It’s all about touch.
If this year’s CES is anything to go by, it looks like the future of human-computer interaction is touch-based. Or is it just the threat of the eagerly-anticipated-yet-still-only-a-rumour Apple tablet that has everyone else scrambling to show off their best touch-based kit? Either way, just about everything that’s piqued my interest in the CES coverage thus far has featured a touchscreen.
First up, Lenovo’s IdeaPad U1 – a small1 Windows7 laptop, with a detachable screen that is actually a standalone tablet2 device. Yes, when in “laptop” mode the thing sports a Core2Duo chip, 4GB RAM, HDMI output, etc but the detachable tablet section boasts its own Snapdragon ARM processor and 512MB RAM. A very neat idea. More details at Electricpig and a there’s a vid of the kit of action over at Reg Hardware.
Next up, a netbook clad in brushed aluminium and sporting a touchscreen display – say hello to the HP Mini 5102…
More details and pictures available at ElectricPig.
And finally, I must of course mention HP’s “slate” prototype that Microsoft boss Steve Balmer showed to the CES crowd. It certainly looks great, has multi-touch input and will run Windows7 but that’s all we know really. So that’s all i can tell you. Literally, a mention. Clearly, this “demo” was Balmer’s attempt at reminding the world that Apple aren’t the only people working on shiny tablet devices.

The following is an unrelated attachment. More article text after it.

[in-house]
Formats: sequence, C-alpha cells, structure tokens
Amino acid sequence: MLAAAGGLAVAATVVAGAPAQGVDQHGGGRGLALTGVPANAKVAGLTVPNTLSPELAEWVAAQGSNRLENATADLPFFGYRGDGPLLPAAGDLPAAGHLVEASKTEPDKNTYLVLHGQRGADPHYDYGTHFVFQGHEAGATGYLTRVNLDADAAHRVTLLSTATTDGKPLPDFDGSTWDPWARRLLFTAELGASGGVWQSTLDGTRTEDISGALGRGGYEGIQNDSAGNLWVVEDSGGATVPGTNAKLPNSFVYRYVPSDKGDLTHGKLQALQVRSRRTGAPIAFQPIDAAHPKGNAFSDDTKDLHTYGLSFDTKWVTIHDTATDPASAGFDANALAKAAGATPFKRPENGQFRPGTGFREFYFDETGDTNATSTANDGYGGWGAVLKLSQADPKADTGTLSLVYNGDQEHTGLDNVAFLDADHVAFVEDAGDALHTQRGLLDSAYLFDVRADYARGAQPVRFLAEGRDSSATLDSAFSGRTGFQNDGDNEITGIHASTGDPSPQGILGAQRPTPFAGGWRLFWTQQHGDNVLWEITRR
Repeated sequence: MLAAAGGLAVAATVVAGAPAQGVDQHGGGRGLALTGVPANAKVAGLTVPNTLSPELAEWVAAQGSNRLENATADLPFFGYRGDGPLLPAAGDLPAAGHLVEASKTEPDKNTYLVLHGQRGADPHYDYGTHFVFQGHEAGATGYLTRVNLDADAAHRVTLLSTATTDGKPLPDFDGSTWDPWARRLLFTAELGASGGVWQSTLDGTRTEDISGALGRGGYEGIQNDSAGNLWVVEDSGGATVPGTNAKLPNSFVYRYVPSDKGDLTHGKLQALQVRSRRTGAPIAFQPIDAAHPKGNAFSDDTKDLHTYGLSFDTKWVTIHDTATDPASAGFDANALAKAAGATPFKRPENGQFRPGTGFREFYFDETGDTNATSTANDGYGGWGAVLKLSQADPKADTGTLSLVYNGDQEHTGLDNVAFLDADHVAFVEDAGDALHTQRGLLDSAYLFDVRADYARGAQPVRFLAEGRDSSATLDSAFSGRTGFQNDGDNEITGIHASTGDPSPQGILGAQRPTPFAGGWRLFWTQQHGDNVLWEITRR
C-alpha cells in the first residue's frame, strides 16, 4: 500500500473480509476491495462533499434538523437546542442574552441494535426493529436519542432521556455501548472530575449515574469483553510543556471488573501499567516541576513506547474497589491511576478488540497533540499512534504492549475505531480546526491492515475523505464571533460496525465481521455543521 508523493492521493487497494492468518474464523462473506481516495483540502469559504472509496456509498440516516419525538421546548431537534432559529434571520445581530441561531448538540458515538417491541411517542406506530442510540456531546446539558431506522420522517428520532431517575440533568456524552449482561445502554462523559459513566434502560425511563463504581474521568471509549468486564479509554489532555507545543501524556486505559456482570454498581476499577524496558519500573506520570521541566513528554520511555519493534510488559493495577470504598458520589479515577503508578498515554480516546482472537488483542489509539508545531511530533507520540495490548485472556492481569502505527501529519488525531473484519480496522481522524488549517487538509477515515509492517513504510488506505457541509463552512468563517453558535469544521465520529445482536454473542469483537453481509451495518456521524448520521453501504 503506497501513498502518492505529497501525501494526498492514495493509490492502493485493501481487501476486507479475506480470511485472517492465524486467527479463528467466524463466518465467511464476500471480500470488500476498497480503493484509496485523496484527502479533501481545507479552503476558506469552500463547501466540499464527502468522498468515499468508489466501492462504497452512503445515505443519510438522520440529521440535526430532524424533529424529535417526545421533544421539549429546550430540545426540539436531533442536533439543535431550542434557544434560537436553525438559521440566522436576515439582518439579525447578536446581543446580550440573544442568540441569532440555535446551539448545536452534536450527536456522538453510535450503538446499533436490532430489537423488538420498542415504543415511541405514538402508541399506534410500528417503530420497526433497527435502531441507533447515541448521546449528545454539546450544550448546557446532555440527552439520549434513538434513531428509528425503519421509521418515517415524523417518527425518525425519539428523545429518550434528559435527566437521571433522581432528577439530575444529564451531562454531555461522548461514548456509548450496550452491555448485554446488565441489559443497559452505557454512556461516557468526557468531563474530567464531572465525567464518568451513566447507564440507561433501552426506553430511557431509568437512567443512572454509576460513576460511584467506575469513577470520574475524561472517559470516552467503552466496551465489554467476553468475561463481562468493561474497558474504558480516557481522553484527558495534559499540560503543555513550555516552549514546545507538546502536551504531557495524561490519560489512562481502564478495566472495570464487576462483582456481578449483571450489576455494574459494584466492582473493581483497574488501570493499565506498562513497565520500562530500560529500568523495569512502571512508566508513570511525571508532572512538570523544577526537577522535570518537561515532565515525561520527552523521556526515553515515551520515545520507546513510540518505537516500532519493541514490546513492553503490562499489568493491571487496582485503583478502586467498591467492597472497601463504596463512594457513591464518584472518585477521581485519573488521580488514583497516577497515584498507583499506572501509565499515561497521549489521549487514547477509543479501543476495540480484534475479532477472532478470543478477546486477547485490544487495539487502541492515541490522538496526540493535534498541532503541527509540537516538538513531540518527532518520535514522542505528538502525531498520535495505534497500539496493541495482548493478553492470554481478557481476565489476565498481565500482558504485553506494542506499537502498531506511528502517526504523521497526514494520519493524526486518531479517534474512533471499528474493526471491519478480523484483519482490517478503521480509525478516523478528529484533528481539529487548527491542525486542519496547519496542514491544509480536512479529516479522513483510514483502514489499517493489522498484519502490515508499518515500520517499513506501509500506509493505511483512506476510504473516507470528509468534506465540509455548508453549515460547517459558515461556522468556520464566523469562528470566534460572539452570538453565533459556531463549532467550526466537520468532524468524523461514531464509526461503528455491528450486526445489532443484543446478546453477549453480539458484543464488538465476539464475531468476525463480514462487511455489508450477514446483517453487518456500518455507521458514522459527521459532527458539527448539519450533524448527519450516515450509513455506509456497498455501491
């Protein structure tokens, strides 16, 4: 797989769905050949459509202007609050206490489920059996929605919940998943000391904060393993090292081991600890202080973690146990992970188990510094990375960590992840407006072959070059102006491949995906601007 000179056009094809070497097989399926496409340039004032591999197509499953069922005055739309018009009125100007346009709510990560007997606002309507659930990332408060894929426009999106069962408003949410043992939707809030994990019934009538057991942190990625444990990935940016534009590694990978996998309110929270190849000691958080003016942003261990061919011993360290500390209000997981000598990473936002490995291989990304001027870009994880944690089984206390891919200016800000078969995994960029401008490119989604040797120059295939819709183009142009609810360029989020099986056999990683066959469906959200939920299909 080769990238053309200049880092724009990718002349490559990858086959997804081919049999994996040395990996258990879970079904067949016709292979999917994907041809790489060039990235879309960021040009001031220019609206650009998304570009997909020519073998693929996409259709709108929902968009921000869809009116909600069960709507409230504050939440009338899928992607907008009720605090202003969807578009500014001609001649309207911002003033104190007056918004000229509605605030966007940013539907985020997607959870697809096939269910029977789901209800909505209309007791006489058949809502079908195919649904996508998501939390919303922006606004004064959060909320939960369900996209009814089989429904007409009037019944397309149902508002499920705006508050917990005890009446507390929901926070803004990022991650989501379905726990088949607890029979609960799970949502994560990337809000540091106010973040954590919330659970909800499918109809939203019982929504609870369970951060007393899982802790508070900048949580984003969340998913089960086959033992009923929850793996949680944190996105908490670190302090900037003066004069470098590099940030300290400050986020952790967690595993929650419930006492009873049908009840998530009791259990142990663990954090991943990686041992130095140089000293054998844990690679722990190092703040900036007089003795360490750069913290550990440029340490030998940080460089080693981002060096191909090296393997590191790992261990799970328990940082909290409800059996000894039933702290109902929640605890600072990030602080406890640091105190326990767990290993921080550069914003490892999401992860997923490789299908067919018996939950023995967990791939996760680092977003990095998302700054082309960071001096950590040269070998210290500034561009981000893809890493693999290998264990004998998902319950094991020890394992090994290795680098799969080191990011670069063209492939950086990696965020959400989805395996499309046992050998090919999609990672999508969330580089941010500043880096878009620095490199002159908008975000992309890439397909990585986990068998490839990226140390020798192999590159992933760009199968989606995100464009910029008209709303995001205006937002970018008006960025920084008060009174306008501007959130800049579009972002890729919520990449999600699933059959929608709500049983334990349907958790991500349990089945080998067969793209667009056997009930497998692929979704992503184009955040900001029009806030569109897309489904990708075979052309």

Update: The ASUS NX90 laptop is probably worth a mention here also. It doesn’t feature a touchscreen but it’s the first machine i’ve seen with two trackpads – one on either side of the keyboard. Quite odd. Especially when there’s a giant palm-rest area that’s just begging to be used as a giant multi-touch surface. Take a look at the pictures The Register has up of this Bang & Olufsen-styled laptop.